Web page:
Not saving for retirement tops Americans' greatest regrets

  • Nearly 3 in 4 adults have financial regrets, according to Bankrate.com.
  • The most common is not saving for retirement, followed by not stashing enough in an emergency fund and taking on too much credit card debt.

They say hindsight is 20/20 — and that's particularly true when it comes to retirement saving.

Nearly three-quarters of Americans have financial regrets, according to a recent report by Bankrate.com. The No. 1 regret? Not saving for retirement sooner, followed by not stashing enough in an emergency fund and taking on too much credit card debt. Bankrate polled over 1,000 U.S. adults in early May.

When broken down by generation, retirement fears plagued baby boomers the most while older millennials, aged 27 to 36 years old, said taking on too much student loan debt was their greatest mistake.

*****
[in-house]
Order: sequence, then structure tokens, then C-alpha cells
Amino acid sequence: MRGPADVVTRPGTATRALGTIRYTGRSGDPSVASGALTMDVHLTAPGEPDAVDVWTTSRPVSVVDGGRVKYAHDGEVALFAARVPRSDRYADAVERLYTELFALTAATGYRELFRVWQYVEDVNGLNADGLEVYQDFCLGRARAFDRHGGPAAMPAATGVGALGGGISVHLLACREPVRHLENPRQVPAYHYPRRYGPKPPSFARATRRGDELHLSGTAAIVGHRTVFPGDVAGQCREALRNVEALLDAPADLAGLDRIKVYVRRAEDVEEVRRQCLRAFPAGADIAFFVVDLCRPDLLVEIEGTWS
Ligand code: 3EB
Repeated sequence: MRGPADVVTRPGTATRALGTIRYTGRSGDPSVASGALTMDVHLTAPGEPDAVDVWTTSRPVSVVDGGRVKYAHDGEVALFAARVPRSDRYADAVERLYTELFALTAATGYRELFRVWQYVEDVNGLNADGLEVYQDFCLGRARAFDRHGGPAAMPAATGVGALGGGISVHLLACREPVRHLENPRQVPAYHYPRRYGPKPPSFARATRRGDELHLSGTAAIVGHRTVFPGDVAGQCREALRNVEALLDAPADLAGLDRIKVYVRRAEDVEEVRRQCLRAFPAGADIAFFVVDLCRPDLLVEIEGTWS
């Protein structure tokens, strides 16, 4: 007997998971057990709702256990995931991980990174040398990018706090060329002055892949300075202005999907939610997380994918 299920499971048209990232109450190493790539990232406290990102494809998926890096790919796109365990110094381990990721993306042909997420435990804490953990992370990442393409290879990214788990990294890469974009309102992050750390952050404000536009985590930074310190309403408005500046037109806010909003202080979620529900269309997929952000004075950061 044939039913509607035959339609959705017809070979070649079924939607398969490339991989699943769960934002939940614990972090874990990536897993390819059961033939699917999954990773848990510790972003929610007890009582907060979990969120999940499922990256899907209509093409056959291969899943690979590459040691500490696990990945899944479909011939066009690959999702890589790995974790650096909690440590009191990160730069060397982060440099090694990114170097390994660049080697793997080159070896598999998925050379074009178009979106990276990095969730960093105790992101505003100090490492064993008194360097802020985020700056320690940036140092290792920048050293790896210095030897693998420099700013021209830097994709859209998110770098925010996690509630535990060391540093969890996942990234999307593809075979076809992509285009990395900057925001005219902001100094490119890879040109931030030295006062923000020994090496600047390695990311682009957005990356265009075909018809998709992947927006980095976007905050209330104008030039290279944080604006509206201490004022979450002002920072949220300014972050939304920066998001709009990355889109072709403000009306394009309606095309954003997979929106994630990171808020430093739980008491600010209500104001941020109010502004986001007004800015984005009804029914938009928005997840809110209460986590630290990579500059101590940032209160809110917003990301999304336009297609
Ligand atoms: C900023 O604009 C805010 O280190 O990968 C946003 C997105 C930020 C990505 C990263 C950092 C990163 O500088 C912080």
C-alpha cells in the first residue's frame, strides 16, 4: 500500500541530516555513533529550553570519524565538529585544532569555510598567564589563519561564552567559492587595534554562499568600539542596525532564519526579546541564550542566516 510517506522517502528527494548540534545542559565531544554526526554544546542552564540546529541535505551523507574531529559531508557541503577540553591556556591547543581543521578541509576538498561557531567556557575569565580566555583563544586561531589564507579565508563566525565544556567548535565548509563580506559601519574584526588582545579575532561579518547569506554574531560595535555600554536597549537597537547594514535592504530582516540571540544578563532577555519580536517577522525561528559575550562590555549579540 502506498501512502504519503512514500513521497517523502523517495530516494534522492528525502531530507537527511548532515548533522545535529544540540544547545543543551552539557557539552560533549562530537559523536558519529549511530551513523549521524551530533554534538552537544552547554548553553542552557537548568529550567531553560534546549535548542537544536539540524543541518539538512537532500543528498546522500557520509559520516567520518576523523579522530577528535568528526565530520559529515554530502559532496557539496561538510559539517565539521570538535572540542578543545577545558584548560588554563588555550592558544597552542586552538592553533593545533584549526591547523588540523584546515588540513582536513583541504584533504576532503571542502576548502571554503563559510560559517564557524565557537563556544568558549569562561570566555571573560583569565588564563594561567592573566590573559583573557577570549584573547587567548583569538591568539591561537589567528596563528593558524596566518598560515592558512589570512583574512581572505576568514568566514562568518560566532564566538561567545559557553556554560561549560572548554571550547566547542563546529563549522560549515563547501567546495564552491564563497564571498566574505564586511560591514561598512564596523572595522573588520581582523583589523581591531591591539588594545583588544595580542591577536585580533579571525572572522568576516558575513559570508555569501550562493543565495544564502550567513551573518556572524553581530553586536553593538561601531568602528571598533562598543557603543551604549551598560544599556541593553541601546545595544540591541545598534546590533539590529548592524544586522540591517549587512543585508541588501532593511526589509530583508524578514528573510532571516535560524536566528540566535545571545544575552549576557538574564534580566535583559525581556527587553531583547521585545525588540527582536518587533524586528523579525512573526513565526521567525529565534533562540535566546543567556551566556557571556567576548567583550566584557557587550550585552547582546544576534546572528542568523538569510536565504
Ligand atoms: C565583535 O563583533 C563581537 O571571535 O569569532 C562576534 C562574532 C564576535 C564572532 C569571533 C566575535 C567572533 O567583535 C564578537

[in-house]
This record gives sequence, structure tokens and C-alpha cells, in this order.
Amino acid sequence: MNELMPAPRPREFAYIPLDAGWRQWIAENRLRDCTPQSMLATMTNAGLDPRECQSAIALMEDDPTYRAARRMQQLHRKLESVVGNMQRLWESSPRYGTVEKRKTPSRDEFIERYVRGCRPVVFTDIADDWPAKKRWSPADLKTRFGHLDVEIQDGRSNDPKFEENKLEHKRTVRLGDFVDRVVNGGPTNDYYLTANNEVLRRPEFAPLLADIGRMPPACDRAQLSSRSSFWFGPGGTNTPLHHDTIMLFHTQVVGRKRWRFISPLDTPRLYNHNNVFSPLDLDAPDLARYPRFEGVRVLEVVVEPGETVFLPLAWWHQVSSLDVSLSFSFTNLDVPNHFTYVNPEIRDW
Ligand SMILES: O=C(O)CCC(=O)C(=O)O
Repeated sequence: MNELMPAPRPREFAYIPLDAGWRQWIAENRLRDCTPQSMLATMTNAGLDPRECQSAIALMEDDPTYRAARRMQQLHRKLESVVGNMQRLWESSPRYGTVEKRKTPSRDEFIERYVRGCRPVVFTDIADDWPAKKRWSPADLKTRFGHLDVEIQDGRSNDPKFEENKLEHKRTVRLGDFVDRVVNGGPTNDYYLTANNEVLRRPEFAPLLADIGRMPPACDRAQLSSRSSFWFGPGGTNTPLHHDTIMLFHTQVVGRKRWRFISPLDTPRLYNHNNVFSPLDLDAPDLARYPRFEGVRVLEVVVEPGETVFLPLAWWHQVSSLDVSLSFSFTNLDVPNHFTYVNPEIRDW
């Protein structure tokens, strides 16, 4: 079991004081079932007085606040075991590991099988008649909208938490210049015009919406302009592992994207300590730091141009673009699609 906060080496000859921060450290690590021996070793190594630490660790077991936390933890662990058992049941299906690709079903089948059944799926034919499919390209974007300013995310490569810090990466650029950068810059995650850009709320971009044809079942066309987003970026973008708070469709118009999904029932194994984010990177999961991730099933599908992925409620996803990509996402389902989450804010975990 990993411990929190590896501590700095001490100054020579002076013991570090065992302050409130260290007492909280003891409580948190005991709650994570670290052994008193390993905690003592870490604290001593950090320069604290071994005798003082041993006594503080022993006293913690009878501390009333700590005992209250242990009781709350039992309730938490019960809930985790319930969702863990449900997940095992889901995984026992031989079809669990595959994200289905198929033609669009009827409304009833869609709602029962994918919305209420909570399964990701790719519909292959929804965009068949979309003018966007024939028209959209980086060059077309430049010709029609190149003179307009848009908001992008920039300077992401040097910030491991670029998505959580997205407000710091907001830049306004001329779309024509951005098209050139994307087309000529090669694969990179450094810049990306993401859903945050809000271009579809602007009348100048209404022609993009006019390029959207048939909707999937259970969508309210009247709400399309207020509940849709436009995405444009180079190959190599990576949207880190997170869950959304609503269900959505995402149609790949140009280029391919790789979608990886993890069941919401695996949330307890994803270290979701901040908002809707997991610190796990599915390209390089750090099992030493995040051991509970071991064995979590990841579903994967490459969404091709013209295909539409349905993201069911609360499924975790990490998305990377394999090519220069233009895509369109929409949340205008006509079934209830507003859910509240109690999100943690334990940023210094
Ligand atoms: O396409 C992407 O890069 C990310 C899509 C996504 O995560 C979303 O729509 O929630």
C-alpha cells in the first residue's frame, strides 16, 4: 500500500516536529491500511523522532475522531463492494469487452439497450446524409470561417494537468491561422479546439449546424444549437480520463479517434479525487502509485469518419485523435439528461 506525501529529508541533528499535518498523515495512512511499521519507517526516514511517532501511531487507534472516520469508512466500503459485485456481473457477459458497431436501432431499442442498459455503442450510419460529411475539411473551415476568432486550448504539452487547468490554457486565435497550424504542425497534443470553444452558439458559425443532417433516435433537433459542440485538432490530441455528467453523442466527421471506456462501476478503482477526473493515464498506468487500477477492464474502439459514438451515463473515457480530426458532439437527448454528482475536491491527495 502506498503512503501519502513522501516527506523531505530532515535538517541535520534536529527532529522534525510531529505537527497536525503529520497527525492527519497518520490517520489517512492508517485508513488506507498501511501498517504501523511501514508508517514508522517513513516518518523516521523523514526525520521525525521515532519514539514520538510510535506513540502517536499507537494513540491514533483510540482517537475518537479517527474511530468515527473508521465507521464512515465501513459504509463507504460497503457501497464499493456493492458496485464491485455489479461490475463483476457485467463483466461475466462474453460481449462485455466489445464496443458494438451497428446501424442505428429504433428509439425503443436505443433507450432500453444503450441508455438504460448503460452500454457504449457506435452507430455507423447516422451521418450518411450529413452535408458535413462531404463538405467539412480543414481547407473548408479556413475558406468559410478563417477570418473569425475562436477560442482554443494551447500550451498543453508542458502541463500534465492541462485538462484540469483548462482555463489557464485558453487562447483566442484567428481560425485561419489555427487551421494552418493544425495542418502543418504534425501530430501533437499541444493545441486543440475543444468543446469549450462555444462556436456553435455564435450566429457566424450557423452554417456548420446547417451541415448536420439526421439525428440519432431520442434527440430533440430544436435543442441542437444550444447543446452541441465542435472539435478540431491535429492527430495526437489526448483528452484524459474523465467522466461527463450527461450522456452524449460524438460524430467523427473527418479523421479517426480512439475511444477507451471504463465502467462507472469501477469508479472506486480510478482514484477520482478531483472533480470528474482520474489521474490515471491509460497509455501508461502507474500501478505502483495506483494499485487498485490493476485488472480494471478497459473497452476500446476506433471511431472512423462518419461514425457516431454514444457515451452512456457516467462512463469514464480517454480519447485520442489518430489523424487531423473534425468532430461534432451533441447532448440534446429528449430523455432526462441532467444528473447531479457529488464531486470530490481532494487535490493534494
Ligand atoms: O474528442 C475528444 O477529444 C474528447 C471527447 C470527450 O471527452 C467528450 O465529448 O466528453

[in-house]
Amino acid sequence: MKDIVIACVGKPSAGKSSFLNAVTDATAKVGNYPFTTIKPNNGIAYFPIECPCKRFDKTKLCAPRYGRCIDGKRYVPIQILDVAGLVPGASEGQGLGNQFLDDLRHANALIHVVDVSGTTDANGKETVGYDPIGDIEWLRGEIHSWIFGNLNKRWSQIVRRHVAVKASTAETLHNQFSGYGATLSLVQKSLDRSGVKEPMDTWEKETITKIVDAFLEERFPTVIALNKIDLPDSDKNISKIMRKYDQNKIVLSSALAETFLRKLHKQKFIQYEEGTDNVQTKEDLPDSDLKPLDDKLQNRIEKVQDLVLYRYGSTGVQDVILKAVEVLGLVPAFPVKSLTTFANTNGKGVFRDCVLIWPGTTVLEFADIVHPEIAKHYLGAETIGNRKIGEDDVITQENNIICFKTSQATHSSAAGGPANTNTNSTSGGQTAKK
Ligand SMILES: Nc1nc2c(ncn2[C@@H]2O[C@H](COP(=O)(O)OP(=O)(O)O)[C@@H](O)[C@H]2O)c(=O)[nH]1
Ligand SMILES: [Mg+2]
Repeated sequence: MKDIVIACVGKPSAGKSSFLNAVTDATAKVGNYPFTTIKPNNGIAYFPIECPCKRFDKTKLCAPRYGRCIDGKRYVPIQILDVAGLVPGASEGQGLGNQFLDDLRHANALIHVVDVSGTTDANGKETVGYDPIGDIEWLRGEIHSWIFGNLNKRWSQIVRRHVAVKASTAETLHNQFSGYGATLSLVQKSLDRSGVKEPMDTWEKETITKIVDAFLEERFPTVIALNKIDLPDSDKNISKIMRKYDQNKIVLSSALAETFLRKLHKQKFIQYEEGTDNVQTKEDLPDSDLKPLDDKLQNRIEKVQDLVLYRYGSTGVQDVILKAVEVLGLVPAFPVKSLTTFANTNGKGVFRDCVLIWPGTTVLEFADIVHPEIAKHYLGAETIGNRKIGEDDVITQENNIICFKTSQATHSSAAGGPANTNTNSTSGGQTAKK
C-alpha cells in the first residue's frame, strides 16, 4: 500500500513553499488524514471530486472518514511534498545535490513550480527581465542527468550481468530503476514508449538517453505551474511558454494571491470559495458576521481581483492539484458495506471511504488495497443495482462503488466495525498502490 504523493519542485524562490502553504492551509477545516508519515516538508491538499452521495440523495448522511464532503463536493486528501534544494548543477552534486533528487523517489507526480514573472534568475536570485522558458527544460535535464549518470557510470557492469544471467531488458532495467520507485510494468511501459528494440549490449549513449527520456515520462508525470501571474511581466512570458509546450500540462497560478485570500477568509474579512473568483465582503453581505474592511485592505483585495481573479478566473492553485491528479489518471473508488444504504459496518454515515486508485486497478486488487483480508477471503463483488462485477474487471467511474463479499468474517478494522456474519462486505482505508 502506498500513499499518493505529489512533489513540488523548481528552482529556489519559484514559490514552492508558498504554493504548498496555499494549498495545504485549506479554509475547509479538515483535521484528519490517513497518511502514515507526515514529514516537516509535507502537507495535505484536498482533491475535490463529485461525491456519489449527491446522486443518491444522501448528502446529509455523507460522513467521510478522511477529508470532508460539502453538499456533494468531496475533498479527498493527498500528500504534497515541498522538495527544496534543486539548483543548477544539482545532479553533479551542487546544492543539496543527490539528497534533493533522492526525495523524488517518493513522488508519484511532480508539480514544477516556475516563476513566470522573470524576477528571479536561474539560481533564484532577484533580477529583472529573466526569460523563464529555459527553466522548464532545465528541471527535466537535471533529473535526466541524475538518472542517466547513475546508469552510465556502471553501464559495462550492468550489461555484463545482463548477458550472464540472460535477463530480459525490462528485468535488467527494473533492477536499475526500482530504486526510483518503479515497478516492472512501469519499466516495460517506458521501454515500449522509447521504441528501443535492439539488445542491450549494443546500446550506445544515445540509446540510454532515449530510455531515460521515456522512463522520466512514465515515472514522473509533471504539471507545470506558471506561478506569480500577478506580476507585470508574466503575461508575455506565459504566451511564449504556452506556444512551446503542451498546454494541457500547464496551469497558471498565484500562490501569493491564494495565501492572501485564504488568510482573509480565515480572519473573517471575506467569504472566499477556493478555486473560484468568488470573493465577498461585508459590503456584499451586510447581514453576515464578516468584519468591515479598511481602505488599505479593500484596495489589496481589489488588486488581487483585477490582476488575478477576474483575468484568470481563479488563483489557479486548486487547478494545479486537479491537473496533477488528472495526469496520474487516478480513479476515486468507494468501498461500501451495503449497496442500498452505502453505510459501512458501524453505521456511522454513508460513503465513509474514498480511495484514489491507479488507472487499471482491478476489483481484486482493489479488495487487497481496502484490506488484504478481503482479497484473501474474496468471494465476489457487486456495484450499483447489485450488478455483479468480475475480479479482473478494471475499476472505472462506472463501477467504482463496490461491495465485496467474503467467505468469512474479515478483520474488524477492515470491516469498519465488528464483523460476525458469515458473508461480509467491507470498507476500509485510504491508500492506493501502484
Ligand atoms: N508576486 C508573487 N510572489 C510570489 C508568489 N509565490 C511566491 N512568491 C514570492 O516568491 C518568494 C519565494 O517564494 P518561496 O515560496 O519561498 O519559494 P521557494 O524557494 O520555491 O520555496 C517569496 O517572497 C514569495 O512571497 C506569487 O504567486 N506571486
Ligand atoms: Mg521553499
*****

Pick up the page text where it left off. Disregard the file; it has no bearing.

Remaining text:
Older Americans have become steadily more pessimistic about their own future economic prospects, according to a separate study by United Income, a startup that aims to apply big-data analysis to financial planning.

"I've never met a person who regretted saving money," said Mark Hamrick, Bankrate.com's senior economic analyst. But "no matter what level of wealth someone has, it requires a certain amount of discipline," he added.

For those who are ready to tighten their purse strings, Hamrick recommends a self-assessment to figure out whether there are areas to cut back – "the result of that, with any luck, is a more successful program of saving."

More from Your Money Your Future:
Survive your boomerang kids without depleting your retirement savings
Frugal retirees ditch 4 percent rule, hoard savings instead
3 Social Security surprises that may leave money on the table

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